5.  For most shooting situations, set your shutter at 1/60th.

6.  If you can afford it, get a lens with Image Stabilization.  Shaky footage seems to be a real hobgoblin with these cameras, particularly on a long lens.  They are hard to hold steady.  I've met one person who is an absolute genius at operating these cameras, keeping them really steady handheld and being able to "blend" the out of focus moments really nicely on the fly.  Most people just can't concentrate enough or practice enough to reach that level.  Or there's always the monopod.

7.  Focus- you wanted shallow depth of field, you've got it now.  Now you know why there's someone on narrative films whose sole job is to ensure that the image is in focus at all times.  Outside of sound issues, an image with "searching" focus is the most issue likely to draw your viewer out of the story you are working so hard to tell.  You don't have to have a follow-focus, fancy mounting gear, etc. But you do have to concentrate always and practice a lot beforehand.  It isn't easy.

8.  Sound- the sound is not very good on these cameras, everyone knows that.  Great sound is essential to any project.  Google "dual system sound DSLR" or something like that and you will get all kinds of solutions. 

I just tried the new Canon E-1 plugin for Final Cut. I'm sure it'll work fine, but I deleted the thumbnail files, and I think you need them to make it work.  My one complaint is that it's getting ridiculous trying to keep up with all the plugins necessary for all the codecs out there.  Somewhere along the line it's easy to lose track of upgrades.  I actually used MPEG Streamclip to batch convert the H.264 files to ProRes today.  It works, is free and is faster than Compressor.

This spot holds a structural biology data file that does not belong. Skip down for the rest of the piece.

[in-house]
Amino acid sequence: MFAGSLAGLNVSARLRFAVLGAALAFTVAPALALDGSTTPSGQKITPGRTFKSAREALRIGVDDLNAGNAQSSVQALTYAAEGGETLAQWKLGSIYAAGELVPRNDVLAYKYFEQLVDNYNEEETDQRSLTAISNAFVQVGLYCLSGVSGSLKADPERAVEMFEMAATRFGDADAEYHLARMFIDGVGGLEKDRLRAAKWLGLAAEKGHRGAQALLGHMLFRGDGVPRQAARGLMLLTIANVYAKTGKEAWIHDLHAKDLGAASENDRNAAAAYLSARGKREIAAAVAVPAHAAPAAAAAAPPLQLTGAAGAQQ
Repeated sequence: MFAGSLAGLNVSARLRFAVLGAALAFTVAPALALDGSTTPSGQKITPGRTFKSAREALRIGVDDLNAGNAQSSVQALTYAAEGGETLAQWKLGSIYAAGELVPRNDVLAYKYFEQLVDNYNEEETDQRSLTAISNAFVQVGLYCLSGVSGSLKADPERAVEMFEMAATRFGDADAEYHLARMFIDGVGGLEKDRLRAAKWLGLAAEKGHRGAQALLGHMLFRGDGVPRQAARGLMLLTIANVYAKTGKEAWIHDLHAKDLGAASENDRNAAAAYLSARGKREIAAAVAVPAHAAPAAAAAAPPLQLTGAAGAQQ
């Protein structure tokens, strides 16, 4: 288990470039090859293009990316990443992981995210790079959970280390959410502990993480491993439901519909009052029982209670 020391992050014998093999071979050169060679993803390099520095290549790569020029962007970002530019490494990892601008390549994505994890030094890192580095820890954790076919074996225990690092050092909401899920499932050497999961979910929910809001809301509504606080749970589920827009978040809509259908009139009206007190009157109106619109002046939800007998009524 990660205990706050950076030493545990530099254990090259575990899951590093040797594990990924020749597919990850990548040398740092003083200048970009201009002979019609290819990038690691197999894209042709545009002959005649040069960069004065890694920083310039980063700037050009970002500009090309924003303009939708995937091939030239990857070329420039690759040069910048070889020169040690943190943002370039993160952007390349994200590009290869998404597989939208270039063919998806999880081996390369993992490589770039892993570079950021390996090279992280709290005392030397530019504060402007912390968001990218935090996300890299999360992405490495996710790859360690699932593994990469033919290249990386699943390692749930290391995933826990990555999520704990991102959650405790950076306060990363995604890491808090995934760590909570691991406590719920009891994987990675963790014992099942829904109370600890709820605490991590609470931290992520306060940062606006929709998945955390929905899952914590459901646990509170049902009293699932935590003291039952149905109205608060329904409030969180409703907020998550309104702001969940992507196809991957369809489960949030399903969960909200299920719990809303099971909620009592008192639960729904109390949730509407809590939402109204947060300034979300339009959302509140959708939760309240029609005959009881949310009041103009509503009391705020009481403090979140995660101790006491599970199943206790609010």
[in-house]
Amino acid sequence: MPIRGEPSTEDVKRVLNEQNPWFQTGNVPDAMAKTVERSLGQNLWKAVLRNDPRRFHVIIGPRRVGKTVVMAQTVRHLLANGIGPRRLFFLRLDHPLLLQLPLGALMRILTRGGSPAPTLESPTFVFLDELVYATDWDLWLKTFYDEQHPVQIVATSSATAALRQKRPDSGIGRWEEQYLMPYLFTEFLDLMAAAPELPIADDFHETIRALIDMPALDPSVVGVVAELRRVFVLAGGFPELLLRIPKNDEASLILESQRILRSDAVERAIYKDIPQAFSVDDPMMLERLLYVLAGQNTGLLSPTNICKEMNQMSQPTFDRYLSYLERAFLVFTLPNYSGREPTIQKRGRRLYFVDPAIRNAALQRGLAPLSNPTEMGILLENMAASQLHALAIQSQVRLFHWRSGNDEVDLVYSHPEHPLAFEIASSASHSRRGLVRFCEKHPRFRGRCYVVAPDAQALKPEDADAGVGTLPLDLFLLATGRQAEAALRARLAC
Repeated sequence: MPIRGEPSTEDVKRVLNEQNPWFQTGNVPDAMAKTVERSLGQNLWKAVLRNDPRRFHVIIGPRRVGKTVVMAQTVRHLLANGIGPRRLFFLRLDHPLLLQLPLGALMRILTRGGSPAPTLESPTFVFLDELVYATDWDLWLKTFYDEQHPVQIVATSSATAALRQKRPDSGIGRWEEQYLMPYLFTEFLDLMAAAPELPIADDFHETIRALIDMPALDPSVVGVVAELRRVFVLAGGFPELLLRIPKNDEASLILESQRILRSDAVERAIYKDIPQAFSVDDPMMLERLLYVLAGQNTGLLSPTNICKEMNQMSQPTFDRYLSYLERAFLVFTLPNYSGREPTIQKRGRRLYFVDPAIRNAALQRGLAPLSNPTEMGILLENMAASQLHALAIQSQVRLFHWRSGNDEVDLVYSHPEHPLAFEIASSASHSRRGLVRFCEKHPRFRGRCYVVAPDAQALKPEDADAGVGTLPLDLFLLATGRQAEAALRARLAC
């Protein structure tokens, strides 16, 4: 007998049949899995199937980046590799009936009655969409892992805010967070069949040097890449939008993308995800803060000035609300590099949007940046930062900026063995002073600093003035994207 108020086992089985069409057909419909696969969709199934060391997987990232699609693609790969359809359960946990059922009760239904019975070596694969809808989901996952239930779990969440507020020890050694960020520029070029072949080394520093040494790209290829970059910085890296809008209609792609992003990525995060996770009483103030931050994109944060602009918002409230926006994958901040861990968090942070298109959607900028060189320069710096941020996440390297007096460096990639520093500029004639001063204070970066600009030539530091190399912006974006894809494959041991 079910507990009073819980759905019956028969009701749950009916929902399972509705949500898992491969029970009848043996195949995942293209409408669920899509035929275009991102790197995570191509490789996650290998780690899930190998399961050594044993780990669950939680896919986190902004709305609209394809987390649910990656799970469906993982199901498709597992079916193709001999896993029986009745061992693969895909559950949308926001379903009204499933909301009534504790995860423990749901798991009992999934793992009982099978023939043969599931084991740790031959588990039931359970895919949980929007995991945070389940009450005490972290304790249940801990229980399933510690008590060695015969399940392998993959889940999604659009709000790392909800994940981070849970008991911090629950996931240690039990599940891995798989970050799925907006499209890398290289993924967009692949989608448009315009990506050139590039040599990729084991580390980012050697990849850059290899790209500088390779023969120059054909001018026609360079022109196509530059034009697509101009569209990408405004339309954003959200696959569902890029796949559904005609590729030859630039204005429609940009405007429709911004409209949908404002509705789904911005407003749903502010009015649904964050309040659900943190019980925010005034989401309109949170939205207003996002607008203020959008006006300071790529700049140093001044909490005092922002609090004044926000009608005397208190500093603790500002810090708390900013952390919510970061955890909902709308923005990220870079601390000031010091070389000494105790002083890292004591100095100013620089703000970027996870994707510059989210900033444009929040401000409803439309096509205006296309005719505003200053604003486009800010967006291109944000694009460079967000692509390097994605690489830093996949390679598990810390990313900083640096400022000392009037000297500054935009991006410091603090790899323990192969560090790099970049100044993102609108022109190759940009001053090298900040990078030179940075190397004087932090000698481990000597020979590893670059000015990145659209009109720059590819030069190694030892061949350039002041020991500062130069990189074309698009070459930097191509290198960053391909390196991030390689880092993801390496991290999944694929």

The 7D is an amazing camera, it made a ridiculous, backlit shot of my dining room table look all sexy and romantic.  If I had shot it with my HPX 170, it would have looked like a backlit bunch of stuff on a table.  Just remember, that along with the good comes some annoying and sometimes ridiculous issues.  I promised myself that I wasn't going to post any footage, but it's short and it makes me laugh out loud.   Can someone please explain this?  I've seen lens breathing before but not like this.  Why is it that the white bar only moves?  The dynamic range of the camera explains itself.

Have fun, but for god's sake, don't make your dramatic climax a rack focus shot of a Kodak Super Gray Card.

UPDATE:  I got this explanation from Charles Haine, uber-technologically adept DP/Colorist:

     A lens will breath differently for different colors/wavelengths of
     light, since everything wavelength of light will bend differently.
     Since white light has all the wavelegnths of light in it, it'll spread
     much more, and in more directions.  I think that's why you see some
     color fringing on the white boxes.  Since the black boxes are the
     absence of light, they won't spread as much.

No comments: